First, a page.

Renewable DERs need to monitor usage for the energy they receive from the utility to either power their renewables’ equipment, e.g., wind turbines, or to supplement the energy they generate. Placing smart power and energy meters on the main line coming from the utility and polling the meters using energy management software gives renewable DERs their real time energy usage. In addition to the meter on the feeder line, solar installations install meters at the end of a solar panel line. The meter’s high accuracy readings can send important information to the renewable’s energy management system, e.g.:

  • Current generation from the solar panels.
  • Readings from batteries as they charge and discharge.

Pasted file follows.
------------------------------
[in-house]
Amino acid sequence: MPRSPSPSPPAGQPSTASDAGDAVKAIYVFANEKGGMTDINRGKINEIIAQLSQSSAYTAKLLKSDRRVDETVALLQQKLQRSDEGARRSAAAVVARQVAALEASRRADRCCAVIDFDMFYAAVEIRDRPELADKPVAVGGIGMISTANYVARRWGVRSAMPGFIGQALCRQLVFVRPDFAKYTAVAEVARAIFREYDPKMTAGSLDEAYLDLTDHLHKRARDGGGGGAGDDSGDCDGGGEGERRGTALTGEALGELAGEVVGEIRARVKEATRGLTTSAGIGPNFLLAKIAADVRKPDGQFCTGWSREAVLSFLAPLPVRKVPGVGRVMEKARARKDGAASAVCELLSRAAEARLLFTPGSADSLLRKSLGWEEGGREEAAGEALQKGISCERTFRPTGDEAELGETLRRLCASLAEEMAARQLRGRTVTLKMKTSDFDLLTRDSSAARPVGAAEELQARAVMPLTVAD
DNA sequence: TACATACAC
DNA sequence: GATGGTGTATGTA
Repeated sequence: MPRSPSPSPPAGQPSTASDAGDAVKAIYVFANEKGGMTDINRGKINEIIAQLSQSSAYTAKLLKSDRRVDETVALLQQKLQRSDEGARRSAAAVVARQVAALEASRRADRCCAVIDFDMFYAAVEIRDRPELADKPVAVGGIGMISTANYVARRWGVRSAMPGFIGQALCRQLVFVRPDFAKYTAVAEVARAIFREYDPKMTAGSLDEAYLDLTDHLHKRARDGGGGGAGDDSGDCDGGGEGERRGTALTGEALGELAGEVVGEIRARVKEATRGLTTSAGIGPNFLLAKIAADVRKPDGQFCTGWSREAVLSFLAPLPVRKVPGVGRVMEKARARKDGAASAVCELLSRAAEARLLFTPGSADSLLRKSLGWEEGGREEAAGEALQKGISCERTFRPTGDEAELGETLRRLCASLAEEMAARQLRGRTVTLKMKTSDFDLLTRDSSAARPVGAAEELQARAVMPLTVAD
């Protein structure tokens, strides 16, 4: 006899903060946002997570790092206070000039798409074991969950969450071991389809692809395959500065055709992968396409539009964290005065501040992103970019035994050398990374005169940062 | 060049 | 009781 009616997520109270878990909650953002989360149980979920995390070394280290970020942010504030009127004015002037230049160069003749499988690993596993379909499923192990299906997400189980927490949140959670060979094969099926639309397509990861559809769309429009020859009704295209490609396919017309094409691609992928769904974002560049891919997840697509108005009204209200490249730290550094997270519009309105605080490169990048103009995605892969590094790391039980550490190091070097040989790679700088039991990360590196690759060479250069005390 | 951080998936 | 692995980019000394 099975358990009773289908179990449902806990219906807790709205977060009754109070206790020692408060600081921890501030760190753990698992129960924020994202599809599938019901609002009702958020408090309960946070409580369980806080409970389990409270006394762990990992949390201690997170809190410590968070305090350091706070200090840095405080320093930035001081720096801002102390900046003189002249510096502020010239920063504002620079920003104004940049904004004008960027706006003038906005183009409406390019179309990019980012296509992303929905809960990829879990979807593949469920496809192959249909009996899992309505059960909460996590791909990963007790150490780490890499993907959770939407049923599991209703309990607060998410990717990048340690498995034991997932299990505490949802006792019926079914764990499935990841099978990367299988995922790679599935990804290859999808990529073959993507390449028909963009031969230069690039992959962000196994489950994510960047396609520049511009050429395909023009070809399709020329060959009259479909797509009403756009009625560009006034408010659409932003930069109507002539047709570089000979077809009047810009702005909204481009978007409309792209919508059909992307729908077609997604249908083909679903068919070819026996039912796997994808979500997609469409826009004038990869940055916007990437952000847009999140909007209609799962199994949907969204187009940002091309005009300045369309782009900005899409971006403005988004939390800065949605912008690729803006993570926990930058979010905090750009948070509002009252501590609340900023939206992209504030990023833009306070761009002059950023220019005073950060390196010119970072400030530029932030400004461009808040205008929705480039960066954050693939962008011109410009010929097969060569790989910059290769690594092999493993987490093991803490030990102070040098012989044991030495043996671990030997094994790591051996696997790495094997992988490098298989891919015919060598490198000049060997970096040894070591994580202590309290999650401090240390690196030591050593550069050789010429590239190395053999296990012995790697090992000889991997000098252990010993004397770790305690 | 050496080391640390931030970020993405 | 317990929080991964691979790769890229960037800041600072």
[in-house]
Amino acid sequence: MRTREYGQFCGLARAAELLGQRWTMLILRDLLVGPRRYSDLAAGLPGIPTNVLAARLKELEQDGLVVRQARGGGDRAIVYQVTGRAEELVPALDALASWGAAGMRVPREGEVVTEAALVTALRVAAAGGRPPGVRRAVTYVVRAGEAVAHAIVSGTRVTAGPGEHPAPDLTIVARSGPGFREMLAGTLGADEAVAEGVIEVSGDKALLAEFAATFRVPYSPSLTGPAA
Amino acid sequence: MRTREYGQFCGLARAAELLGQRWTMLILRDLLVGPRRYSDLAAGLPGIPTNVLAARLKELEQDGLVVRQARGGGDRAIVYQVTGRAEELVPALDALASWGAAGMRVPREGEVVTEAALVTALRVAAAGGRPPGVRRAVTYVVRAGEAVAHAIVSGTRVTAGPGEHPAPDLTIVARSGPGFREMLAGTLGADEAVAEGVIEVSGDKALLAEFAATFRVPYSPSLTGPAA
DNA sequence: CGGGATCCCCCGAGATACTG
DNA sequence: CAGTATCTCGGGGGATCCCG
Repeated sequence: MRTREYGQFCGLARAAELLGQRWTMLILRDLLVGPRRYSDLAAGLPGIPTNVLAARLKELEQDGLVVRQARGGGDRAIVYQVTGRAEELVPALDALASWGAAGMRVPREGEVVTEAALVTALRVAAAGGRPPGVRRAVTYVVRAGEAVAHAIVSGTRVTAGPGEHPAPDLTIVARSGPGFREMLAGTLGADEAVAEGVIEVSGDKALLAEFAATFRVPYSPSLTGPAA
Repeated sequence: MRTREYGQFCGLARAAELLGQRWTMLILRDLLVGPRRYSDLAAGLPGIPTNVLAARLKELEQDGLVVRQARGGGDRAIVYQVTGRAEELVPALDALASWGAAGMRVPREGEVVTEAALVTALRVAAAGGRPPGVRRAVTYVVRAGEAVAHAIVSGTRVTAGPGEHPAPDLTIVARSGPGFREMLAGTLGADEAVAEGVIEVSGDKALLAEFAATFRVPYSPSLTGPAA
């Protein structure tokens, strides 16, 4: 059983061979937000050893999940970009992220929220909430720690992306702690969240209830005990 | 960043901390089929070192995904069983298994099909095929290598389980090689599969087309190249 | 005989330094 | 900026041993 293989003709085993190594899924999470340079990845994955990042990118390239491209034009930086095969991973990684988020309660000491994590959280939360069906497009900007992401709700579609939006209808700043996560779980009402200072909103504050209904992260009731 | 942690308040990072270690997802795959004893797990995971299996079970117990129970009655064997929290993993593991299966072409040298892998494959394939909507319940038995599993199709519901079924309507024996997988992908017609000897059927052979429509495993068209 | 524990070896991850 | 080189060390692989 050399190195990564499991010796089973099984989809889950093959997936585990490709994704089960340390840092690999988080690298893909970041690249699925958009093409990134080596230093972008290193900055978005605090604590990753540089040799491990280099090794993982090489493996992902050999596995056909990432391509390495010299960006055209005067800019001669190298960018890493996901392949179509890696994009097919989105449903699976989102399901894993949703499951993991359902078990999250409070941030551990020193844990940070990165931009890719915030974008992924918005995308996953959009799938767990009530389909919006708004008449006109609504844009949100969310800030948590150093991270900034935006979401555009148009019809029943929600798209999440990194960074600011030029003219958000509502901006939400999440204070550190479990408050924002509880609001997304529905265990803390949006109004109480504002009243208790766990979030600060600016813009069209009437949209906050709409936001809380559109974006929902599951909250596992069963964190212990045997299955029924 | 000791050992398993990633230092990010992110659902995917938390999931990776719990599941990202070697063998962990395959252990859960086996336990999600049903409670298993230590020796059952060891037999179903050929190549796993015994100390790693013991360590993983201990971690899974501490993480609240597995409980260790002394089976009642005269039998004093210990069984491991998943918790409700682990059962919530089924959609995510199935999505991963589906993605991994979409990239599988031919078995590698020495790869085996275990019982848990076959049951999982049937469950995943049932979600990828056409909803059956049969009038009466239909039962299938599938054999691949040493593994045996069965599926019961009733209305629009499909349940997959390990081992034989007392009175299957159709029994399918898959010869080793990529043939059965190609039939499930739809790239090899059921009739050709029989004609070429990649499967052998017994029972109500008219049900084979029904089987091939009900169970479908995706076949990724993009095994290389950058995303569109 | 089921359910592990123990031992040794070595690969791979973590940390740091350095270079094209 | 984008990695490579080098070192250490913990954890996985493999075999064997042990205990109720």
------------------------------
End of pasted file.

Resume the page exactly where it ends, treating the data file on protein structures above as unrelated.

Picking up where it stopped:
• Power flow in both directions.
  • Watts and current readings, voltage stability, and log data for post-event analysis.

For large scale solar and wind farms, the utility needs to monitor the energy supply and balance the load when applicable, e.g., if weather is affecting the renewables’ energy output. The power and energy meters in the system give operators the information they need to respond to changing grid conditions.

Measure Energy Delivered and Received

Renewable DERs need high accuracy metering to ascertain how much energy is being generated and how much is being delivered to the grid. Wind farms usually have many turbines which generate large amounts of voltage and a substation that collects the energy from the turbines and distributes it to the electrical grid. This substation needs an advanced revenue meter to monitor the flow of energy, since energy delivered is the source of income for the wind farm.